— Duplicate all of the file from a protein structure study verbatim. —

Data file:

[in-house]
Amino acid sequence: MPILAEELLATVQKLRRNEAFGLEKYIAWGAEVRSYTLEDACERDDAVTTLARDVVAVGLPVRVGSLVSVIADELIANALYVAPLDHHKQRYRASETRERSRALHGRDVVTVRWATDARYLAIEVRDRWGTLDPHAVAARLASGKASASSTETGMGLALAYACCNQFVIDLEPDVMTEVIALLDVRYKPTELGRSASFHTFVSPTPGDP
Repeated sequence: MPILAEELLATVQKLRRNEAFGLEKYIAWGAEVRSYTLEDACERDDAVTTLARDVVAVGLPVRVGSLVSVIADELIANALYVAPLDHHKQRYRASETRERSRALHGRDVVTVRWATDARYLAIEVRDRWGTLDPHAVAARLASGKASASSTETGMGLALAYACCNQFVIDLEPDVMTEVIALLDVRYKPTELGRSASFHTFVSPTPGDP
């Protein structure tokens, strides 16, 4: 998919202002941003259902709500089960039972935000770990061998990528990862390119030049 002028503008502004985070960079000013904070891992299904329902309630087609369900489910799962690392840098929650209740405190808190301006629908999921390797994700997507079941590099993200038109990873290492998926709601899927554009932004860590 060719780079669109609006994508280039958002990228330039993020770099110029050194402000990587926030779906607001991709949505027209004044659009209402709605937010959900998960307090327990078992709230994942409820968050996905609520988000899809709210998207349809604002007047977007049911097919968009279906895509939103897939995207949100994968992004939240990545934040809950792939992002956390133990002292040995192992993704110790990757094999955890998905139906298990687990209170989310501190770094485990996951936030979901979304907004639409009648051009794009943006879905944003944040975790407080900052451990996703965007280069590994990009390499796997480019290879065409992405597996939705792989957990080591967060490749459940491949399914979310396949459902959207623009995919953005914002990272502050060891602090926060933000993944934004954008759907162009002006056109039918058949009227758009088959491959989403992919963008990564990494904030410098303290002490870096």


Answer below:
[in-house]
Amino acid sequence: MPILAEELLATVQKLRRNEAFGLEKYIAWGAEVRSYTLEDACERDDAVTTLARDVVAVGLPVRVGSLVSVIADELIANALYVAPLDHHKQRYRASETRERSRALHGRDVVTVRWATDARYLAIEVRDRWGTLDPHAVAARLASGKASASSTETGMGLALAYACCNQFVIDLEPDVMTEVIALLDVRYKPTELGRSASFHTFVSPTPGDP
Repeated sequence: MPILAEELLATVQKLRRNEAFGLEKYIAWGAEVRSYTLEDACERDDAVTTLARDVVAVGLPVRVGSLVSVIADELIANALYVAPLDHHKQRYRASETRERSRALHGRDVVTVRWATDARYLAIEVRDRWGTLDPHAVAARLASGKASASSTETGMGLALAYACCNQFVIDLEPDVMTEVIALLDVRYKPTELGRSASFHTFVSPTPGDP
């Protein structure tokens, strides 16, 4: 998919202002941003259902709500089960039972935000770990061998990528990862390119030049 002028503008502004985070960079000013904070891992299904329902309630087609369900489910799962690392840098929650209740405190808190301006629908999921390797994700997507079941590099993200038109990873290492998926709601899927554009932004860590 060719780079669109609006994508280039958002990228330039993020770099110029050194402000990587926030779906607001991709949505027209004044659009209402709605937010959900998960307090327990078992709230994942409820968050996905609520988000899809709210998207349809604002007047977007049911097919968009279906895509939103897939995207949100994968992004939240990545934040809950792939992002956390133990002292040995192992993704110790990757094999955890998905139906298990687990209170989310501190770094485990996951936030979901979304907004639409009648051009794009943006879905944003944040975790407080900052451990996703965007280069590994990009390499796997480019290879065409992405597996939705792989957990080591967060490749459940491949399914979310396949459902959207623009995919953005914002990272502050060891602090926060933000993944934004954008759907162009002006056109039918058949009227758009088959491959989403992919963008990564990494904030410098303290002490870096």